For the Birds

The last NZ Festival in 2014 included an event called Power Plant which was a trail of light and sound installations set up in the Wellington Botanical Gardens. It was a well recieved and popular event so there was a follow-up organised for this years festival called For the Birds. As the name suggests this new event had its influence in our feathered friends and overall it was a more thoughtful and relaxed experience while still encouraging interaction and cultivating a sense of wonder.

Books, birds and bird houses

Books, birds and bird houses (Cuckoo Ensemble – Artist: Jony Easterby)

 

Talking, glowing eggs

Talking, glowing Huia eggs (Nests – Artist: Marcus McShane)

 

Now extinct

Now extinct, the eggs of the Haast’s Eagle (Nests – Artist: Marcus McShane)

Initially the installations were mostly static with small moving parts and subdued lighting. The bird houses above had small bellows that sounded in cycles, mimicking somewhat mournful two note “cuck-oo” calls. The glowing eggs I found very engaging and very relevant. There were a number of nests containing eggs, each set representative of a species of New Zealand bird now extinct. The eggs glowed in time to an audio track of conversation between the birds inside the eggs and their hunters, for instance the unhatched Huia bemoaning that people would want their feathers when they look much better on the bird as intended. There was a lot of humour in the conversations as well which I found helped with the engagement.

Mysterious birds

Mysterious birds (Owls & Kingfishers – Artist: Mark Anderson)

Movement began to be introduced with installations traversing large areas. The mysterious calls of the Owls and Kingfishers piece came from small devices attached to long wires that were strung between trees and above the stream bed. We’d turn as we heard one approach and then watch as they came towards us and then disappear as the lights dimmed at the end of their path, only to spark up and pass back again a short time later. Alayna found it a little disconcerting but that was understandable for a 2 and half year old up well past her bedtime. I just wanted to find a space where I could try and get some photos without interrupting the constant flow of fellow visitors.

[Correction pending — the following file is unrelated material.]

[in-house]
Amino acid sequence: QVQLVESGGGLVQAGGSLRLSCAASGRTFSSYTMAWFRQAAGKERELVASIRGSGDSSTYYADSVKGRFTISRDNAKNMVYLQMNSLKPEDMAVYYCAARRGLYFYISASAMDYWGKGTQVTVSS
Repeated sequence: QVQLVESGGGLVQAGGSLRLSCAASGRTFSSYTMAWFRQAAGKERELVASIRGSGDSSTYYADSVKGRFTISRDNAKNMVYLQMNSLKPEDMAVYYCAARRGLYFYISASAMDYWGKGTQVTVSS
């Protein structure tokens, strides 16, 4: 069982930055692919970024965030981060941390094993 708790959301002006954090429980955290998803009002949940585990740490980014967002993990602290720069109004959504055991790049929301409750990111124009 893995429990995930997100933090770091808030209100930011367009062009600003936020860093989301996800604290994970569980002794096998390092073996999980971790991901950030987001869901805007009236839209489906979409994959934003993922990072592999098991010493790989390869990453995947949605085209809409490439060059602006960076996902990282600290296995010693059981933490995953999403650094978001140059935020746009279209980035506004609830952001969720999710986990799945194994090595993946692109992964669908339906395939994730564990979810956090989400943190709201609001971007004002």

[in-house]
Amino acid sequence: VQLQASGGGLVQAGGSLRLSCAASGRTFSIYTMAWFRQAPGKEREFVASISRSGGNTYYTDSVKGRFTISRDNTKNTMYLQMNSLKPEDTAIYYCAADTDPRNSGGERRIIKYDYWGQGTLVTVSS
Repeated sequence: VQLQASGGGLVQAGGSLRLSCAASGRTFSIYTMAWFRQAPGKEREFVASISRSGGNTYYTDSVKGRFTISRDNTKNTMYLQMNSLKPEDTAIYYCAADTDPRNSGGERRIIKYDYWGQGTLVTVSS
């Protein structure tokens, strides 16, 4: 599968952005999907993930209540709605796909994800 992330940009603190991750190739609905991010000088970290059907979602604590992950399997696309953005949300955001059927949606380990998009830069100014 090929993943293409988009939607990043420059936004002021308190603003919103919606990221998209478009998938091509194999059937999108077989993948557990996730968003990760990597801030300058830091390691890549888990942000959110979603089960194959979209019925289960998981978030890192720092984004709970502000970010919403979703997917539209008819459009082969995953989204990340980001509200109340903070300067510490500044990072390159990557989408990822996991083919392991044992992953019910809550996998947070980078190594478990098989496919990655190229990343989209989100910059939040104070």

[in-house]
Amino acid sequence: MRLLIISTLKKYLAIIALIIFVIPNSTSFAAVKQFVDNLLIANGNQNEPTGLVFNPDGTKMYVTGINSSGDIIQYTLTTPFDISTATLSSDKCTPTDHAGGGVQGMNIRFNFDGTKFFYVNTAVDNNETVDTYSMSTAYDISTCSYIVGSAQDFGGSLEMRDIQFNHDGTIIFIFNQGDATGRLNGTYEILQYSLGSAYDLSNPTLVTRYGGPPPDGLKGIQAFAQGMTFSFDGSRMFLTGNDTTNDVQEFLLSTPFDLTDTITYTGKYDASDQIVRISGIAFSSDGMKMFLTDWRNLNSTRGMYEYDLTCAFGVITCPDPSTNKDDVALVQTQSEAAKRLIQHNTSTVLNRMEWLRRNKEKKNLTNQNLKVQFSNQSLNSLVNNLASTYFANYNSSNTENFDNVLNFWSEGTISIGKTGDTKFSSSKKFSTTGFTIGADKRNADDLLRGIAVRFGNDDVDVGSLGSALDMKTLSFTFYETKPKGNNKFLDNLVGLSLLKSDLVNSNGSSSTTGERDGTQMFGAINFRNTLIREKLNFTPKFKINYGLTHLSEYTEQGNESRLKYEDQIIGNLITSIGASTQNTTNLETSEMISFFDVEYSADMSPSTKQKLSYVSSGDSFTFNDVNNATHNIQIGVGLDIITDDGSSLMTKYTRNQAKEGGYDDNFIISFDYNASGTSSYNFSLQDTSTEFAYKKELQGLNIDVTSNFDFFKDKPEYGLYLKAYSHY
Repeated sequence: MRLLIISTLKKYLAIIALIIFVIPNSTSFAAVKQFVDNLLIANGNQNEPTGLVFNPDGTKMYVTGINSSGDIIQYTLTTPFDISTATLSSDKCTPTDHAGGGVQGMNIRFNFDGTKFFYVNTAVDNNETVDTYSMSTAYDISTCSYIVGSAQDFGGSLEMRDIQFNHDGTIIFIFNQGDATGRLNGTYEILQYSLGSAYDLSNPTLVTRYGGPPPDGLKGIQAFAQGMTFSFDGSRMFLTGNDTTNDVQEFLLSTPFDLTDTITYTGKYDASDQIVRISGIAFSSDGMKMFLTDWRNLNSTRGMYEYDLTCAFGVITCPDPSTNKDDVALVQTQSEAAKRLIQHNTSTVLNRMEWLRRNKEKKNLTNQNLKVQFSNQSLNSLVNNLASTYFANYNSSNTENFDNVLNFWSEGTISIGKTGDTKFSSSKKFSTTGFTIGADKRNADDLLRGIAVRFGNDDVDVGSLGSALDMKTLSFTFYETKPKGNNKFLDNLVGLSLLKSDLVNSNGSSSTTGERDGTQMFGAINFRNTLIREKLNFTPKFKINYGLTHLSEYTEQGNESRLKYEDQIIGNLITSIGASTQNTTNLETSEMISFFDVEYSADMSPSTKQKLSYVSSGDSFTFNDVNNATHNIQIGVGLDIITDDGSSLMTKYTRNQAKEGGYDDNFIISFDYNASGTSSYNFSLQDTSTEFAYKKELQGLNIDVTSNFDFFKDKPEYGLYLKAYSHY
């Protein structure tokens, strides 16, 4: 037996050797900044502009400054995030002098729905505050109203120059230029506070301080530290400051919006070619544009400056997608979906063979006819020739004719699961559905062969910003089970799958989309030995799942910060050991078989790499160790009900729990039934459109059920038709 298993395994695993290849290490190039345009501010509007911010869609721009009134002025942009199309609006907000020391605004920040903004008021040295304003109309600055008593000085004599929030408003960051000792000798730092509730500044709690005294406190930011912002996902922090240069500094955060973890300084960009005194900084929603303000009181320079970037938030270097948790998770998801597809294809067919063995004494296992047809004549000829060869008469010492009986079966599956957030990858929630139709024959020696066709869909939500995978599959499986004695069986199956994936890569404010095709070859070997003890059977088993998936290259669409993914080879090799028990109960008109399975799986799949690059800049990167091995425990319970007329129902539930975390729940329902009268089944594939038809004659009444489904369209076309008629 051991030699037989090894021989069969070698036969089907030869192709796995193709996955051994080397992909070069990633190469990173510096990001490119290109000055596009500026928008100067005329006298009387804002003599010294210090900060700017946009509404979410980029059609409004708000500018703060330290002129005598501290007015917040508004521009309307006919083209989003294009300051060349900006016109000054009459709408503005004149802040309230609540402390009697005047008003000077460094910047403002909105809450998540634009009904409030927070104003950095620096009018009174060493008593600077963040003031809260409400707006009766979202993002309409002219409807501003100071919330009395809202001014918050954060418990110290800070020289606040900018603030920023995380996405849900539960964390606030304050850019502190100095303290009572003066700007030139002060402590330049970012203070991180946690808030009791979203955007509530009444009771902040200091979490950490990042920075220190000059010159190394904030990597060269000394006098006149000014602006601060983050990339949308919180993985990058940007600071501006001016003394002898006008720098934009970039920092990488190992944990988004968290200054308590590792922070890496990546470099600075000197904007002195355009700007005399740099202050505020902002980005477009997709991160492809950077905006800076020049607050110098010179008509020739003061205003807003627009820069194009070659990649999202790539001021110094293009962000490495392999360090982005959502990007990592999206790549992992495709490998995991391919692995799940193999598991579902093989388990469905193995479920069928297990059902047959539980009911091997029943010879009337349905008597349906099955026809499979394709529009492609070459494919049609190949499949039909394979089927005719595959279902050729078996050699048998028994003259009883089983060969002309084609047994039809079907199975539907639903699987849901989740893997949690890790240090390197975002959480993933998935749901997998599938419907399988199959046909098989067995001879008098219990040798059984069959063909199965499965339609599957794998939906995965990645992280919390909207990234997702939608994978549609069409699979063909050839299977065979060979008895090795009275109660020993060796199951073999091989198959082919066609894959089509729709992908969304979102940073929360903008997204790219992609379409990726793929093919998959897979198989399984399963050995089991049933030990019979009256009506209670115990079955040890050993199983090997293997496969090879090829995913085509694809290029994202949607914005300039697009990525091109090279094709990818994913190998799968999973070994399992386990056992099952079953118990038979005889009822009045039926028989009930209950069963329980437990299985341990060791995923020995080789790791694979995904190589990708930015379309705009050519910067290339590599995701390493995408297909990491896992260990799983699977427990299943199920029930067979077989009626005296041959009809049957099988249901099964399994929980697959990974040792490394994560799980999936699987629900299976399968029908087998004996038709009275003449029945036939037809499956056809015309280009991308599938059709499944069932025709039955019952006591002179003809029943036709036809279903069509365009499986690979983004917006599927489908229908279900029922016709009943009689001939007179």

The glowing tunnel

The glowing tunnel (Feather Arch – Artist: Ulf Pedersen)

A glowing tunnel gradually formed as we walked up a slope, first appearing as lights in the distance and then becoming ephemeral walls and ceiling around us as the light source was approached, light becoming stronger and then fading as the smoke was pushed across the path. It was a beautifully still night so the smoke moved and dissipated slowly keeping the structure of the tunnel very well defined as passers by waved their fingers through the projection.

Birds through the wires

Birds through the wires (Piano Migrations – Artist: Kathy Hinde)

A crowd had formed in from of the Piano Migrations installation watching as shadow birds fluttered through the upended piano strings, their movement apparently touching on strings to make a strange music. Is was quite mesmerising, attested by the amount of time people stood by and took it all in.

Bird house silhouettes

Bird house silhouettes (Shadow Birdcages – Artist: Jony Easterby)

 

The bird arch

The bird arch (Lapwing Display – Artist: Jony Easterby)

 

How it works

How it works (Shadow Birdcages – Artist: Jony Easterby)

We came out of the forest into the dell that is the Troupe Picnic Lawn with a number of works scattered around. The Shadow Birdcages attracted a number of people who often posed to have their own shadow portrait captured with the bird cage silhouettes. Keryn and Alayna were immortalised in kind as evidenced at the top of this page. Stepping around the screen the birdcages could be seen and provided a separate interesting sight, hanging suspended while bathed in light.

Off to one side the silent outlines of lapwing flew up and then down into the still surface of the stream that defined the lower edge of the dell. The reflections completed the loop, an endless mirrored flight.

Looking at the spinning feathers

Looking at the spinning feathers (Feather Dervishes – Artist: Mark Anderson)

 

Cello and nightingale

Cello and nightingale (Nightingales with Cello – Artists: Kathy Hinde & Jony Easterby, Cellist: Elena Morgan

The path then headed upwards and opened out as we neared the Cockayne Lawn and rock gardens. Alayna enjoyed watching the Feather Dervishes and was quite keen to touch them as well, something we had to quietly dissuade. A number of large white feathers were spinning while lit by bright white lights and made an intriguing spectacle. All around the trees and vegetation was lit in an array of dusky autumnal colours providing a warm and inviting atmosphere. There was a variety of installations and near the end we stood and listened as cellist Elena Morgan played counterpoint to a recording of nightingales.

All up it was a wonderful walk full of interesting and thought provoking sights and sounds. We can’t wait to see what amazing event may came along during the next NZ Festival.